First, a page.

Last week, April 6th, our most stunning lamb of the season was born to Little Red Oak Kiia.  She is a first time mom who birthed a single ram lamb, no help needed.  Kiia was bred to Stillmeadow Toivo, a gray badgerface ram with a finely crimped fleece.  I arrived home from work to find this little guy dried off and standing next to his dam.  His weight was 6 lbs. 4 oz.  He is exactly what I was hoping for!  However, now that we are decreasing our flock, he will be for sale.  His facial markings are piebald; I think his body markings may be “light badgerface.”  The black does not go all the way to his chin and he has white markings on/underneath his tail.  Elizabeth from Stillmeadow Finnsheep, any thoughts??  Again, I will post better pics in the next post.

2011 Single Finnsheep ram lamb. He is a gray, piebald ram lamb.

2011 Finnsheep ram lamb

Look at that fleece!

For Sale

And as a last note, brown Finnsheep ram Little Red Oak Eino is for sale.  He is a two-year old, extremely mild-mannered ram who throws spots.  His fleece is soft, lustrous and lovely; it spins like a dream.  He is very easy to handle and walks well on a leash.  Please leave a message for more info. and recent photos.

Shetland Bonnie will be for sale after weaning her lambs.

Finnsheep gray piebald ram lamb will be for sale after weaning.  It will be hard to let him go as I really wanted a gray sheep on our farm!

We will have more sheep for sale during the summer.  I am waiting for lamb weaning to make the final decision on who will stay in our small flock.

Lamb Photos – Can We Ever Get Enough??

I love looking at lamb photos!  Today I will share some recent shots of our adorable lambs, mostly Finns.  Enjoy!

Finnsheep trip. ewe lamb Eeva

Eeva is no longer receiving a supplemental bottle.  She is a very friendly ewe lamb who runs up to me anytime she sees me.  She loves her chin scratches!  This photo clearly illustrates the color difference between the brown hair on her head, face and legs and the lighter brown of her fleece.  Her fleece color is consistent from tip to root.  I’m not sure of modified colors in Finns yet.  When I compare her color to her sire Eino, she is much lighter; I wonder if she carries a modifier gene and is a fawn color?  It will be fun to watch her color as she grows and I’m anxious to see what she will pass onto her lambs.  I have read on several websites that brown Finn lambs are less than 2% of the Finn population.  I don’t know if this is true and I am looking for a report that verifies this.  When/if I find that information, I will pass it on to you.  I am going to concentrate somewhat on the brown color, not just because it is rare but because I love it in it’s natural state and I’m anxious to try some overdyeing!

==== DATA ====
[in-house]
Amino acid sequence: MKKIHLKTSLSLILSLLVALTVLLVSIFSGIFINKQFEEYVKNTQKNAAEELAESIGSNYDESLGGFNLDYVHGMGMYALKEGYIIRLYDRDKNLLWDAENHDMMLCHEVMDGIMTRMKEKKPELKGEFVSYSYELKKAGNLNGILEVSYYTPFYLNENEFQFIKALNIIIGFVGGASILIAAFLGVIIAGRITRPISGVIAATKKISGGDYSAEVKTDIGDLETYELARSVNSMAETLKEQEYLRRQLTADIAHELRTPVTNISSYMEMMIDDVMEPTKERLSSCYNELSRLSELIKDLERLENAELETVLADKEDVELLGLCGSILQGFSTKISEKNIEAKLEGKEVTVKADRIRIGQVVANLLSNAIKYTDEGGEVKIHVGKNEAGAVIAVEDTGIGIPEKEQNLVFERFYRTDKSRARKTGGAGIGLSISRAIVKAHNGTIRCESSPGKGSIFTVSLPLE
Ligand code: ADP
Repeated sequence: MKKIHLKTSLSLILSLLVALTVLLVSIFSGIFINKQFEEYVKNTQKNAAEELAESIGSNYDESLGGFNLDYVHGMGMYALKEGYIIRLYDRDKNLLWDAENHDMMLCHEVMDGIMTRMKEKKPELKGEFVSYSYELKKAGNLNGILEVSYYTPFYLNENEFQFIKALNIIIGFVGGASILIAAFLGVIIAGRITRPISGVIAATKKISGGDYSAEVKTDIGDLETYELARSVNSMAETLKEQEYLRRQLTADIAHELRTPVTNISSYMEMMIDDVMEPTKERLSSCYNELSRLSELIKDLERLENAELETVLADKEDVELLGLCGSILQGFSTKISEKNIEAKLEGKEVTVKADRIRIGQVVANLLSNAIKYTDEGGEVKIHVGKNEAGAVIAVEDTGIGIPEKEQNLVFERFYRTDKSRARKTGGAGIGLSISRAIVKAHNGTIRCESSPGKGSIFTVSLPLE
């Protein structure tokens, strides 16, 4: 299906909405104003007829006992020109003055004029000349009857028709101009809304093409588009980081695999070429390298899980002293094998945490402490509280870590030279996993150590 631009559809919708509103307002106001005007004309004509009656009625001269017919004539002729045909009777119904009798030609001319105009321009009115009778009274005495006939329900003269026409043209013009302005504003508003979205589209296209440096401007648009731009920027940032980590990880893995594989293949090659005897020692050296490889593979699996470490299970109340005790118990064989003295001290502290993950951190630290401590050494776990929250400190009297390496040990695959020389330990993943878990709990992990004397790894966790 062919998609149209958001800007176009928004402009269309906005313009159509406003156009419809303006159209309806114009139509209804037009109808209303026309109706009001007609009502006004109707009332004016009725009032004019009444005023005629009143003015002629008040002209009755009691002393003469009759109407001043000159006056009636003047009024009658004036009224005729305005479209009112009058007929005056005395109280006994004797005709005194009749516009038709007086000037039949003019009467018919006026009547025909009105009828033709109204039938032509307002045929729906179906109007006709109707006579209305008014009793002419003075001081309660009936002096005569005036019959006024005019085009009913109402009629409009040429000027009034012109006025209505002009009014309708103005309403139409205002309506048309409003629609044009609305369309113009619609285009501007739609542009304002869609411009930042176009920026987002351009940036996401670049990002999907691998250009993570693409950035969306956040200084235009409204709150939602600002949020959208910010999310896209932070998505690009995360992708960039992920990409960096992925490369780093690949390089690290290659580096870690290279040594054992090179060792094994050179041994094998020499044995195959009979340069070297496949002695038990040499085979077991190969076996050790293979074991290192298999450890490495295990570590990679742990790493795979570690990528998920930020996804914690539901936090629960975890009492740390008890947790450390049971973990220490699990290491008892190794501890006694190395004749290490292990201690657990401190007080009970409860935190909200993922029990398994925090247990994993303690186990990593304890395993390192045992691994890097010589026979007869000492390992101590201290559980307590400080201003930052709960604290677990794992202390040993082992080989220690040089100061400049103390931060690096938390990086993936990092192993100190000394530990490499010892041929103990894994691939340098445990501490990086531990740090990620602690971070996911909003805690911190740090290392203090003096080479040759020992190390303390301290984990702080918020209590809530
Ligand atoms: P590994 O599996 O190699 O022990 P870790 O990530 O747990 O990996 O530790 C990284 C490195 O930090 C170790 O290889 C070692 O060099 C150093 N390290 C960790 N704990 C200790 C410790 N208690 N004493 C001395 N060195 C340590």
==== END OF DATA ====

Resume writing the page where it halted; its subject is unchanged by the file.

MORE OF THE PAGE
Finnsheep trip. ram/whether lamb Esko (For Sale)

This photo was taken right after I removed his fleece jacket.  He is growing nicely and looks to have nice fiber and confirmation.  He is FOR SALE as a breeding ram or he could be whethered.  He carries BROWN and spots.

Finnsheep single ram lamb is spotted and carries brown (Aa/Aa BB/Bb Ss/Ss)

I still haven’t committed to a name for this black Finn ram lamb.  He is growing nicely, is respectfully curious but not overly so, just as a ram should be.  He is spotted black and carries brown and is FOR SALE.

Shetland twin ewe lamb Phyllis loves her chin scratches!

Shetland ewe lamb Phyllis is the one that I had to help deliver.  She and her brother Curly are very friendly; she also runs up to me and waits for a chin scratch.  Her fiber is coming in with a consistent wave – it doesn’t look very crimpy at this point.  Her dam and sire both have great fiber so I’m sure she will.  She will be one of the few Shetlands we keep on our farm.

Finnsheep triplet lambs with shetland mule ram lamb in the background.

Finnsheep lamb Eeva (Aa/Aa Bb/Bb Ss/Ss)

And finally, another photo of Finn lamb Eeva.  Three of her four feet are spotted white and she has the white spotting on her head.  She does not have spotting on her tail.  To me, this is the same type of spotting that Shetland breeder Nancy Krohn defined as HST (Head, Socks, Tail) spotting in Shetlands.  Nancy’s thoughts on the subject may be found here.